RB: A lot of health issues can be traced back to a lack of access. Whether it’s not knowing how to live a healthy life with a history of health issues in your family, not knowing how to properly exercise, or not knowing what are the food alternatives you should incorporate in your eating habits. 

We as a community need to do a better job with encouraging others to live a healthy lifestyle. We have to provide others with the information that they need. We have to educate each other on the consequences that come with living a certain way. And we need to be willing to point each other in the right direction so we know where to go to get the necessary information.

Photo: GrpFit

21N: As an expert nutritionist, in your humble opinion, what are some meal plans or diet courses you would recommend? 

RB: There are several diets out there, and it seems as if there’s a new and trendy one every year. You have Keto, Intermittent Fasting, Paleo, etc. But honestly speaking, none of these diets significantly perform better than the rest when it comes to weight loss or any other physical goal. There are some mental and lifestyle benefits that may set some of these diets apart. However, you can find transformation success stories with every type of diet out there.

What I usually suggest is that you find a plan that works for your goals, and that you can enjoy and sustain. This will allow you to be consistent and go long enough to start seeing the necessary results. When this happens, it will no longer be a “diet” and it will be your way of life. Diets by definition have a start and end to it. For example, I know I can’t do the Keto diet because my #1 goal is to build muscle. This requires me to have a sufficient amount of protein in my meals that I can not get with doing Keto.

21N: Beginning February 4th, you will lead a 7-day take over challenge on our 21Ninety Daily Newsletter to provide our subscribers with beneficial fitness tips. One tip, in particular, our #BossWomen can expect to learn involves post-workout recovery — why is it as important to nurture the body after a workout as much as it is before?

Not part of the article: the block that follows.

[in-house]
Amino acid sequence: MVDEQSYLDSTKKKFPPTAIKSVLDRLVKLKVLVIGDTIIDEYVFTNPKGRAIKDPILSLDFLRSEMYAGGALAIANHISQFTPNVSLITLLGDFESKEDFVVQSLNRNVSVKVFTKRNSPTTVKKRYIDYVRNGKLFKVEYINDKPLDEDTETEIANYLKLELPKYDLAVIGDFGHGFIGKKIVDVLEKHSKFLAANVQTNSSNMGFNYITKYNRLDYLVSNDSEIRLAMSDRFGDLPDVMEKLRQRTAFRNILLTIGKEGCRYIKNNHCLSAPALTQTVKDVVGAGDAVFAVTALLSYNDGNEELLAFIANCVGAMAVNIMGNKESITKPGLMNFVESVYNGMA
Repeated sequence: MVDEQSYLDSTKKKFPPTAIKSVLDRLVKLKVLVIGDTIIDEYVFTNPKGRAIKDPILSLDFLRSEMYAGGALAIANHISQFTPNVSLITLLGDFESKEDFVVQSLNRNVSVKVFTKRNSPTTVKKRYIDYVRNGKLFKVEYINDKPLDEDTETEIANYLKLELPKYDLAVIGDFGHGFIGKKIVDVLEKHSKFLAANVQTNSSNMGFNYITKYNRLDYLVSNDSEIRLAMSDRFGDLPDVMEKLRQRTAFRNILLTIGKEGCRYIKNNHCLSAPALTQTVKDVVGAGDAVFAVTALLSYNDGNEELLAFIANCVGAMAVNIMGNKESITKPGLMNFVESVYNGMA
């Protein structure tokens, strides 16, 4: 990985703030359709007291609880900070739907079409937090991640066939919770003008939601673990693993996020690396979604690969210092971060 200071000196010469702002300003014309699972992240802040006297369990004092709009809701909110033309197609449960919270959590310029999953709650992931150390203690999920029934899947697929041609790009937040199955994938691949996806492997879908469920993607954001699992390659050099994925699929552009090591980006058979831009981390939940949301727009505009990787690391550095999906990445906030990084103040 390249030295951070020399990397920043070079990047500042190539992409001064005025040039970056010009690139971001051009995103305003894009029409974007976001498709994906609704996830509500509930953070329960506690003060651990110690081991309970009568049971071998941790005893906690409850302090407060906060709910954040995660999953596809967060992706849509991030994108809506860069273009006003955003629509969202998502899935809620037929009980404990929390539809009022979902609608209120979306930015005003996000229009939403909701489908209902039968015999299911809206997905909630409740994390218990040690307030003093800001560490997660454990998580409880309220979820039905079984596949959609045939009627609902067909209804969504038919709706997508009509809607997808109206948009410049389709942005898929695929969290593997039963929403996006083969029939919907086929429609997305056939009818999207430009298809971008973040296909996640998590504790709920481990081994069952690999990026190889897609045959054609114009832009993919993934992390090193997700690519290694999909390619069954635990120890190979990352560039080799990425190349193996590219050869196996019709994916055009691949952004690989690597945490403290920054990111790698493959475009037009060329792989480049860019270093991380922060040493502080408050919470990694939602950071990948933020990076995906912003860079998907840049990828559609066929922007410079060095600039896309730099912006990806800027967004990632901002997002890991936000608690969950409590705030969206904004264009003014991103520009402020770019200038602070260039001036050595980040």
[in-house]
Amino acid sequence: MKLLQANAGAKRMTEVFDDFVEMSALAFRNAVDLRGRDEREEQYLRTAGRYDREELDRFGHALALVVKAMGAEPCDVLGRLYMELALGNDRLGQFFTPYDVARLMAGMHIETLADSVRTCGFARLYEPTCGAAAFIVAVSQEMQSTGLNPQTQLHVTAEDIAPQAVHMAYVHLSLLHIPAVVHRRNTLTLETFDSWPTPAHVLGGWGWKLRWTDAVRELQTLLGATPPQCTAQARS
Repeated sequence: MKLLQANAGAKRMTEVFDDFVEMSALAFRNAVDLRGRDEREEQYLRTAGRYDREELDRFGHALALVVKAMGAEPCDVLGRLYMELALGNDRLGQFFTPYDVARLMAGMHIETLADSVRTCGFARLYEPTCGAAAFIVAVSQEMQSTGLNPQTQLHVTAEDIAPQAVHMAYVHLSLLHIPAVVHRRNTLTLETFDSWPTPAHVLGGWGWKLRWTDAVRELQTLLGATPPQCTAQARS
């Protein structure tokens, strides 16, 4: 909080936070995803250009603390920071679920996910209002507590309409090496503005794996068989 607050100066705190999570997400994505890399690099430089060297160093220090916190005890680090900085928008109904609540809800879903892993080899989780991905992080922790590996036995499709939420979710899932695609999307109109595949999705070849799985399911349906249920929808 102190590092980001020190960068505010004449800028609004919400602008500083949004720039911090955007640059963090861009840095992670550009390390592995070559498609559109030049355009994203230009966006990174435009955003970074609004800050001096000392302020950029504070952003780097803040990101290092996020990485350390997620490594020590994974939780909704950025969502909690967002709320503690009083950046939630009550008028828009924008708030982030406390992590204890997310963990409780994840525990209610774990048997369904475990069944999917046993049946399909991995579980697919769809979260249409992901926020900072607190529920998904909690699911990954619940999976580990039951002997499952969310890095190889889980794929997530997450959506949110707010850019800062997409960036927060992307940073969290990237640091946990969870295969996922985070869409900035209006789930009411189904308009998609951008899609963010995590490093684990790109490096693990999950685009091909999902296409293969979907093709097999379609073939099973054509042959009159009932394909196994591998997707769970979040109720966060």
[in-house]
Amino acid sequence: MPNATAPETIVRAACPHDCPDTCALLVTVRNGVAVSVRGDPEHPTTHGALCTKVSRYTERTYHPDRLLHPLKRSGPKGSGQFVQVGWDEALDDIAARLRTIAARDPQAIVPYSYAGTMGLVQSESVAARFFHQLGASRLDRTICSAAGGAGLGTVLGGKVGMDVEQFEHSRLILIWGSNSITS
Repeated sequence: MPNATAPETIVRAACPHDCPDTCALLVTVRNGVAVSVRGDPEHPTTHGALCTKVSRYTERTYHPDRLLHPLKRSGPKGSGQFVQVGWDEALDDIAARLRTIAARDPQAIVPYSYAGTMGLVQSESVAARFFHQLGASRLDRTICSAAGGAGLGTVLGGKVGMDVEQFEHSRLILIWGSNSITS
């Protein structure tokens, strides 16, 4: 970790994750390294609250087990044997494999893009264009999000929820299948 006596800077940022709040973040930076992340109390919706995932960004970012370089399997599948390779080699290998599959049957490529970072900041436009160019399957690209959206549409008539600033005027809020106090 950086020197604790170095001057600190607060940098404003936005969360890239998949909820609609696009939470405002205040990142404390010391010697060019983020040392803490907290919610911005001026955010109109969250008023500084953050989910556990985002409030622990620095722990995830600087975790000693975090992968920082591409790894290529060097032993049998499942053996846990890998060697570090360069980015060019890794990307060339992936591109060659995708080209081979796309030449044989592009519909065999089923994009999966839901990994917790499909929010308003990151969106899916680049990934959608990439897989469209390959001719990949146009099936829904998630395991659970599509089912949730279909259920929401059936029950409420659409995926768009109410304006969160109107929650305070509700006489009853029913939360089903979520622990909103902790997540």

RB: Recovery is so important because it is during this process that your muscles will repair and grow, which is what leads to you getting that nice toned body. Working out actually tears down muscle tissue, and thus, is only part of the process. If you aren’t taking your recovery seriously, then you aren’t putting your body in the most optimal position to reach your goal.

Recovery is an umbrella topic of several tactics that you can implement in your journey. These tactics include sufficient sleep, proper nutrition, tissue work (massage therapy, foam rolling, etc.) and proper stretching. It is very important to implement some combination of these methods, if not all.

Proper recovery also allows you to be fully prepared for your next intense workout session and can help decrease the risk of injury.

21N: In addition to your week-long fitness challenge, beginning February 25th, GrpFit will also generously giveaway a free fitness eBook to one lucky winner. What sort of treasures can women anticipate to find inside your eBook? 

RB: We have this amazing free exercise eBook that will give women the basic fundamentals of how to create their own exercise plan. Here are a few things that women will learn from this guide and will help them reach their fitness goals:

– How to understand who you are and what is your starting point

  • – How to pick the right exercise style for you

  • – How making small adjustments create long-lasting results

  • – How to stay motivated

  • – How to target specific areas and recover from your routine

Photo: GrpFit

  1. 21N: Who are some Black influential entrepreneurs that have inspired you?

RB: When my passion for health and fitness started to grow, I looked up to a few Black entrepreneurs/influencers. People like Chris Jones, Mike Rashid, Brandon Carter, and Massy Arias all showed me that it was possible to build a career that centers around changing people’s lives through health and fitness. 

21N: Do you have any final words of advice for aspiring entrepreneurs on how to launch their own thriving business + mobile app?

RB: Research, validate, build and iterate…then repeat that process in a quick and efficient way for every milestone along the way. There’s no single path to being a successful entrepreneur, but every founder will tell you that those steps are critical when you are working on your own venture.

Photo: GrpFit